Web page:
American Academy of Emergency Medicine

Inspector General Comments on PPMs Taking a Percentage of Revenues

All emergency physicians should be aware of the recently released Office of the Inspector General (OIG) Management Advisory Opinion 98-4. This opinion has significant implications for EPs who are currently under contract with a PPM or contract management group and for those independent, democratic groups whose contracts may be threatened by such groups. The legality of such contracts, if the physician is paid on a percentage basis, is suspect. In response to a query from a physician, the OIG wrote the (paraphrased) following:

"We are writing in response to your request for an advisory opinion, in which you ask whether a proposed management services contract between a medical practice management company and a physician practice, which provides that the management company will be reimbursed for its costs and paid a percentage of the net practice revenues, would constitute illegal remuneration as defined in the anti-kickback statute of the Social Security Act.

"Based on the information provided, we conclude that the proposed arrangement may constitute prohibited remuneration under the anti-kickback statute of the Social Security Act."

Essentially, when a contract management company is paid a percentage of the physician fees, the OIG has determined that such an arrangement may be in violation of the anti-kickback statute contained in the Social Security Act.

The importance of this opinion for Emergency Medicine cannot be understated. The contract you are working under may not be valid and this could free you of the entire contract including onerous clauses such as restrictive covenants. Legal counsel would be required to determine your individual situation. However, this may create an opportunity for you to restructure your professional arrangements and possibly open the door for the physicians to take control of the contract themselves.

The anti-kickback statute makes it a criminal offense to knowingly and willfully offer, pay, solicit, or receive any remuneration to induce the referral of business covered by a federal health care program (Medicare and Medicaid). According to the OIG in Opinion 98-4, such percentage-based EM contracts would only qualify for the personal services and management contracts "safe harbor" and would be suspect if it did not meet ALL six of the following "safe harbor" regulations:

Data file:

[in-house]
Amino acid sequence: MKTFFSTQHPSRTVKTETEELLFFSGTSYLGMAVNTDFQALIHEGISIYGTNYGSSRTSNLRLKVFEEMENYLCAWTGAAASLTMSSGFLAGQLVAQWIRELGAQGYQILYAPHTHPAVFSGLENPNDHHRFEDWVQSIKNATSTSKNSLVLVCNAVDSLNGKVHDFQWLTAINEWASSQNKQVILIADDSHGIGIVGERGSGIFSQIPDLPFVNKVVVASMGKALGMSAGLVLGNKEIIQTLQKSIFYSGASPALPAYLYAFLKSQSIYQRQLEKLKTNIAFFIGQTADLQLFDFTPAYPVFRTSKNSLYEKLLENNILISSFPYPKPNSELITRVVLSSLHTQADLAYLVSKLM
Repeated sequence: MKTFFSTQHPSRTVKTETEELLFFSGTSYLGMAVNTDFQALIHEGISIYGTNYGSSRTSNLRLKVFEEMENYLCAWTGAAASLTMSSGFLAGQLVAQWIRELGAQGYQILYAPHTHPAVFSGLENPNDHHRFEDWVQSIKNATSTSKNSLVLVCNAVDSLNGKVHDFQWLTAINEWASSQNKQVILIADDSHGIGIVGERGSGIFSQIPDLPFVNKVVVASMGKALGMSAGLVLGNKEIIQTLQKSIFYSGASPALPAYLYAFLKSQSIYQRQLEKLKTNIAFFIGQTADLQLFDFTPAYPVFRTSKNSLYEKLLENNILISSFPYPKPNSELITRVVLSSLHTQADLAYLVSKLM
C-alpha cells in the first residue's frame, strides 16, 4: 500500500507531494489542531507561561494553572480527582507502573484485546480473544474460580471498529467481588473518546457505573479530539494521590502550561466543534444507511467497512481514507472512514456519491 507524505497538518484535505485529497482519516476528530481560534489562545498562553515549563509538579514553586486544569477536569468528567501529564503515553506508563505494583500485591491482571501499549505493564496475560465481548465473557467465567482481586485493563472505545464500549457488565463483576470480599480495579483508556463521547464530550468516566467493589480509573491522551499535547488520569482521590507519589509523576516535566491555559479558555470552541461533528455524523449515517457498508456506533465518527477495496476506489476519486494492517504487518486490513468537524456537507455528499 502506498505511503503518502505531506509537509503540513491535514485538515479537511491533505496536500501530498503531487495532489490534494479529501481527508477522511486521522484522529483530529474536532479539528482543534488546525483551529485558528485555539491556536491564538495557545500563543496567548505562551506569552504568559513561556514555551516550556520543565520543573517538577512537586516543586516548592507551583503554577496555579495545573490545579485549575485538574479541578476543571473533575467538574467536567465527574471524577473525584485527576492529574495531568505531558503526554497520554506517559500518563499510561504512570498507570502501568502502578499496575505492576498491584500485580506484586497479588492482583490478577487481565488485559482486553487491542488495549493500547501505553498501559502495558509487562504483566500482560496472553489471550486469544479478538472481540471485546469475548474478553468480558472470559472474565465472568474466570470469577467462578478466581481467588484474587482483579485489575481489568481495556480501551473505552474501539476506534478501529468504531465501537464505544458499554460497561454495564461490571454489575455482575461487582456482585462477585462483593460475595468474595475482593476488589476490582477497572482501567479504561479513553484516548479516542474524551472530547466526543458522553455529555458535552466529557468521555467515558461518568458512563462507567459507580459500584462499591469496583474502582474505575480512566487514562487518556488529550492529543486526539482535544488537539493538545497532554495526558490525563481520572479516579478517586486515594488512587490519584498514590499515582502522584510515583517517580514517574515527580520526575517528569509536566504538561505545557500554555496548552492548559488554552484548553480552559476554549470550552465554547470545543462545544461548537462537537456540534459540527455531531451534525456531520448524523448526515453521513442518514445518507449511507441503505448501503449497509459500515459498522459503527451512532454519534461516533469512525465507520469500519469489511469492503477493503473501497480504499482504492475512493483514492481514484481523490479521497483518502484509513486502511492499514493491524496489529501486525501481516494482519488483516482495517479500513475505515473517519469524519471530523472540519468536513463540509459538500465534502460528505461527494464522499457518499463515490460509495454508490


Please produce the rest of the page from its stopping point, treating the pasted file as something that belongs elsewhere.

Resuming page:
1. The agreement is set out in writing and signed by the parties involved.
  2. The agreement specifics the services to be performed.
  3. If the services are to performed on a part-time basis, the schedule for performance is specified in the contract.
  4. The agreement is for not less than one year.
  5. The aggregate amount of compensation is fixed in advance, based on fair market value in an arms-length transaction, and not determined in a manner that takes into account the volume or value of any referrals or business otherwise generated between the parties for which payment may be made by Medicare or a state health care program.
  6. The services performed under the agreement do not involve the promotion of business that violates any federal or state law.

How many EM contracts comply with all six of these regulations? Read number 5 again. The OIG has stated that any arrangement in which the compensation paid to a contract management company is not an aggregate amount, fixed in advance, does not qualify for the safe harbor provision and may therefore be in violation of federal law. An even bigger question is whether such EM contract arrangements meet the fair-market value standard. It is well known that there exist EM contracts where 30% or more of the net revenue is taken by the contract group for providing little more than a scheduling function.

In noting the limitations of its opinion, the OIG stated any definitive conclusion regarding the existence of an anti-kickback violation requires a determination of the parties' intent, which is beyond the scope of the process which led to their advisory opinion. However, the OIG also stated

that since the proposed arrangement contains no limitations, requirements, or controls to prevent the federal health care program from being abused, such anti-kickback violations may, in fact, exist.

It is AAEM's opinion that the problems with fee-splitting arrangements in EM go beyond the percentage issue discussed here. The issue of fair-market value applies to all EP contracts with PPMs and contract groups. We believe many EPs are having an excess amount of their professional fee taken, and we will continue to pursue this with the Office of the Inspector General.

It should be pointed out that Opinion 98-4 was generated by a request from one physician. The amazing part of this process is that we are all entitled to seek the OIG's opinion on our own arrangements. AAEM has already raised the fee-splitting issue with the OIG but you are entitled to do the same in a confidential manner. It certainly would be interesting if the OIG received a large number of queries from individual EPs on this topic.